VI. SOME TRICKS A RECOVERY AGENT MAY USE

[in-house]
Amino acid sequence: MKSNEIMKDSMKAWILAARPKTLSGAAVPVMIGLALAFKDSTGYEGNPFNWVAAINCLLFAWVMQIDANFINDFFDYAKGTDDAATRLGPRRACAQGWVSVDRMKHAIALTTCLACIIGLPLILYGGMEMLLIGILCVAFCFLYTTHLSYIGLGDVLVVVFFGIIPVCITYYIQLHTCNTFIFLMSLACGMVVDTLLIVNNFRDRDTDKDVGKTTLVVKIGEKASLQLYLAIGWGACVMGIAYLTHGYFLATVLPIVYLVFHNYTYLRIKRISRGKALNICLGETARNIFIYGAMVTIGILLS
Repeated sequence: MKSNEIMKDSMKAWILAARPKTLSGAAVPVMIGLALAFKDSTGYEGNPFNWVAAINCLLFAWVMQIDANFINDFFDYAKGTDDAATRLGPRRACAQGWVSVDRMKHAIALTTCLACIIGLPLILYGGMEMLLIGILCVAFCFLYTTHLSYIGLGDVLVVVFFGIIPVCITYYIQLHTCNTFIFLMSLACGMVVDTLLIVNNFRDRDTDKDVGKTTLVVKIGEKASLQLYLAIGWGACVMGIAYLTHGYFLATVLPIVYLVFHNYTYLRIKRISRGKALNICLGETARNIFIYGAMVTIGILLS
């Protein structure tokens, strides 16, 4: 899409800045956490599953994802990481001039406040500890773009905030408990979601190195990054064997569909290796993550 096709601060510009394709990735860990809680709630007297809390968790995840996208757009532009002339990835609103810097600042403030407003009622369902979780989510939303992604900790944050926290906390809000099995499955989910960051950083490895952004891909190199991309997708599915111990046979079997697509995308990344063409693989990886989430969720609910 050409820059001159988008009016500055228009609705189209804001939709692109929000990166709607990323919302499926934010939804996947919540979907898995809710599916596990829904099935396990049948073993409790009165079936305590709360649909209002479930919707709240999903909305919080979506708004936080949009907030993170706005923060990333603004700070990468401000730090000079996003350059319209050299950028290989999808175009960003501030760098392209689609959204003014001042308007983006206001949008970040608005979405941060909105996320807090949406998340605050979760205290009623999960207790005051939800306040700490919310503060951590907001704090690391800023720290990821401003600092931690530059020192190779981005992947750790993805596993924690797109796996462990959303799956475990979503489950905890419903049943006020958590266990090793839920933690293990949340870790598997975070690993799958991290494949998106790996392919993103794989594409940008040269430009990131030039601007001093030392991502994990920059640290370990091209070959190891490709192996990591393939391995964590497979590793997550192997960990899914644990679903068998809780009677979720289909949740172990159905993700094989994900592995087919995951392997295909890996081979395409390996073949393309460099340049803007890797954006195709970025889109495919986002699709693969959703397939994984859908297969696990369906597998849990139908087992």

When a RA backs his truck into your driveway, if he is able to hook up to the drive wheels (front wheels on front wheel drive and rear wheels on rear wheel drive), it will usually take him less than 15 seconds from the time he backs up to your vehicle until he has the wheels up and pulls away! Many people will keep their front door open, with their security door closed and locked, so that they can see outside and keep an eye on their car. The problem is that it is just about impossible to keep your eyes on your vehicle at all times. In addition, while you can see outside the RA can stand somewhere nearby, looking into your home, and know where you are and what you are doing. Many times I have backed into a drive-way and, while I am hooking up to the car, the owner was not aware that I was outside. Sometimes they saw and ran to the door to stop me, only to realize the door was locked and they must find the key and unlock the door to come outside. By that time I would usually already be out of their driveway. It is highly unlikely that you can depend on watching your vehicle and then stopping someone when they try to pick it up. Remember, 15 – 20 seconds is not very much time at all. One option, if you must leave your car out in the open and unprotected, is to block it in with another vehicle. If you do this, make sure that the other 3 sides of the vehicle are protected by a building, fence, or some other immovable object. In addition, when you park it next to a build-ing, be sure to turn your front wheels away from the building. This means, if it is picked up from behind and pulled away, the car will turn into the side of the building; the RA cannot allow that to happen. If he is able to get to the front of the vehicle, turning the wheels will not mat-ter. If he has a key, which is a very real possibility, he will be able to start the car and drive away. Sometimes the key he has is a ‘valet’ key. This key will open the door, turn off factory alarms, and unlock the steering wheel and the transmission, but will not be able to start the ve-hicle, making it much easier to retrieve without your knowledge. The only way to make sure he cannot drive your vehicle away is to change your ignition and door lock. When a RA locates your vehicle, there are certain requirements that must be met before he can take it away: First, he must be able to identify the vehicle to be recovered. This is done by checking the VIN number. The first place to check will be on the dashboard on the driver’s side. He can look through the wind-shield from outside the car and see this number. If this number is concealed for any reason, he must open the driver’s door to verify it. The VIN is also located on the door frame inside the door. When he has gained access to the inside, he removes whatever is blocking the number. If he is unable to see the VIN from the outside of the vehi-cle, he is placed in a risky situation. He cannot, under any circum-stances, remove the vehicle without first verifying it is the correct one. If he accidently removes the wrong car, he can be held liable for any inconvenience or damage he may cause to the owner or the vehi-cle itself. If he were to leave with it, he could then be charged with car theft. He is required by law to verify that he is picking up the right vehicle, before he hooks up to it. If he were to pick it up and discover it was the wrong car, a claim for any damage he caused could be made against him, his business and the bank. If he is able to look on the dash or inside the door, and the VIN has been removed, he could then call law enforcement and inform them that your vehi-cle does not have a VIN in either place, and ask them to verify that it is the vehicle he is seeking. It is illegal to remove a VIN from a vehi-cle or cause it to be illegible. Tricks